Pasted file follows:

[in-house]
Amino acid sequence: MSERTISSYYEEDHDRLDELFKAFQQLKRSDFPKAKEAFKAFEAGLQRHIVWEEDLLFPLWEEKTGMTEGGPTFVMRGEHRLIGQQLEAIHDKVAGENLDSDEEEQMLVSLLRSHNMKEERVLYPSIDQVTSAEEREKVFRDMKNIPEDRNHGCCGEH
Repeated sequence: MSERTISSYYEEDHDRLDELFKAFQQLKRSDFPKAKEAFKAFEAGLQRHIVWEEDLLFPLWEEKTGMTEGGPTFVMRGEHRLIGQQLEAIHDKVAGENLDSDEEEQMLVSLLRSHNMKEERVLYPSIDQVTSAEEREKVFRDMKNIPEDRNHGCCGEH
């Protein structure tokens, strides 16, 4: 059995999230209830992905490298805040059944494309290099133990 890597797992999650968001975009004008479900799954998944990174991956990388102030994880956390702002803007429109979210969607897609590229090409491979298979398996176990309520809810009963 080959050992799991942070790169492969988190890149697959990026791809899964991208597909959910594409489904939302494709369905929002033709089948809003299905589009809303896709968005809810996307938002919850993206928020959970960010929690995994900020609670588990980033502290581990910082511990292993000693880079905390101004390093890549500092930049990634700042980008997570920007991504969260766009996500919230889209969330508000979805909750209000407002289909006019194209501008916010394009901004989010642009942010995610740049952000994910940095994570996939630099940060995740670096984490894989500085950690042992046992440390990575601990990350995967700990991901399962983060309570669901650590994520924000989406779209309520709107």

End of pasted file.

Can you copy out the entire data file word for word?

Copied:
[in-house]
Amino acid sequence: MSERTISSYYEEDHDRLDELFKAFQQLKRSDFPKAKEAFKAFEAGLQRHIVWEEDLLFPLWEEKTGMTEGGPTFVMRGEHRLIGQQLEAIHDKVAGENLDSDEEEQMLVSLLRSHNMKEERVLYPSIDQVTSAEEREKVFRDMKNIPEDRNHGCCGEH
Repeated sequence: MSERTISSYYEEDHDRLDELFKAFQQLKRSDFPKAKEAFKAFEAGLQRHIVWEEDLLFPLWEEKTGMTEGGPTFVMRGEHRLIGQQLEAIHDKVAGENLDSDEEEQMLVSLLRSHNMKEERVLYPSIDQVTSAEEREKVFRDMKNIPEDRNHGCCGEH
């Protein structure tokens, strides 16, 4: 059995999230209830992905490298805040059944494309290099133990 890597797992999650968001975009004008479900799954998944990174991956990388102030994880956390702002803007429109979210969607897609590229090409491979298979398996176990309520809810009963 080959050992799991942070790169492969988190890149697959990026791809899964991208597909959910594409489904939302494709369905929002033709089948809003299905589009809303896709968005809810996307938002919850993206928020959970960010929690995994900020609670588990980033502290581990910082511990292993000693880079905390101004390093890549500092930049990634700042980008997570920007991504969260766009996500919230889209969330508000979805909750209000407002289909006019194209501008916010394009901004989010642009942010995610740049952000994910940095994570996939630099940060995740670096984490894989500085950690042992046992440390990575601990990350995967700990991901399962983060309570669901650590994520924000989406779209309520709107």